It seems that emojis are gaining a lot of strength in the world of online communication. We all know a friend or family member who uses more emojis than text characters. And is that many times, it is easier to express an idea or a feeling through an Emoji than through the word.
That’s why at Ubunlog we want to teach you how can we use emojis directly in our Ubuntu, Through the application EmojiOne Font. This is a very simple application to install and use that now, after the new update, will allow us to see color emojis in Mozilla Firefox or Thunderbird. We tell you.
Many of you already know this application and already have it installed, but you may not know that from now on, after the new update, we can now view color emojis.
As we told you, it will only be possible to see color emojis in Mozilla Firefox, Thunderbird and other apps related to Gecko. Sadly, Google Chorme does not yet carry SGV Open Fonts, as do many native Linux tools such as Cairo or GTK +. However, it is worth installing this application if we use emojis frequently, as it will make things very easy.
Installing EmojiOne Color Fonts
EmojiOne Color Fonts is Free and OpenSource Software. So to install this App the first step is to go to your GitHub repository and proceed to download the corresponding .zip package (which we will see if we go down a bit on the page).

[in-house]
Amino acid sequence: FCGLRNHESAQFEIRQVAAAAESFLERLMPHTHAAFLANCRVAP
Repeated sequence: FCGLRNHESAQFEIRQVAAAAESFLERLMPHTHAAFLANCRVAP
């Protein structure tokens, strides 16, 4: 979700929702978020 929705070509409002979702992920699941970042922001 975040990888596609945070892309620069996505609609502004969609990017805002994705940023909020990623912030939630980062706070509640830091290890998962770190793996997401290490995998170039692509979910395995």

Once we have .zip downloaded, you have to unzip it and move the file EmojiOneColor-SVGinOT.ttf in the folder ~ / Home / .fonts /, Where system sources are stored.
Remember that in GNU / Linux directories and files that start with a period (.) Are hidden directories. To be able to access it manually, you must click Ctrl + H, Which will show all hidden files and directories.
In addition, the new version has a bash script that will do all the installation work. To do this, we go back to their Github page and download the compressed file .tar.gz called EmojiOneColor-SVGinOT-Linux-1.0.tar.gz. You can also download it by clicking directly here.
Once downloaded and unzipped, we just need to go to unzipped directory, and run the script install.sh that we will find within the same:
Configuring the font
Now it’s time to configure the system to be able to use EmojiOne Color correctly.
The first step is create a directory inside the .config folder. To do this we open a terminal and run the following:
mkdir -p ~ / .config / fontconfig /
Now, in the directory created, we create a file called fonts.conf:
cd ~ / .config / fontconfig /
See we copy the following content inside fonts.conf:
Xml version = »1.0" encoding = »UTF-8"?>
Make Emoji One Color the initial fallback font for sans-serif, sans, and
monospace. Override any specific requests for Apple Color Emoji.
sans-serif string> test> One Color Emoji string>
serif string> test> One Color Emoji string>
monospace string> test> One Color Emoji string>
Apple Color Emoji string> test> One Color Emoji string>
Also, being an App that is still in development, there are a number of known bugs that are still present. You can see the list of unresolved errors here.
Remember that you can only access color emojis in applications that support it (basically Firefox and Thunderbird). On the other hand, in Chrome and other tools like Cairo or GTK + you can only view monochrome emojis until they add support for SVG fonts.
Finally, you can go to this link to check if the source is working properly. Easy truth? Well, from now on you can use emojis as a source in the browser (Firefox). We hope you enjoyed the article and leave us your feedback in the comments section. You can also do this if you have any kind of problem. See you 🙂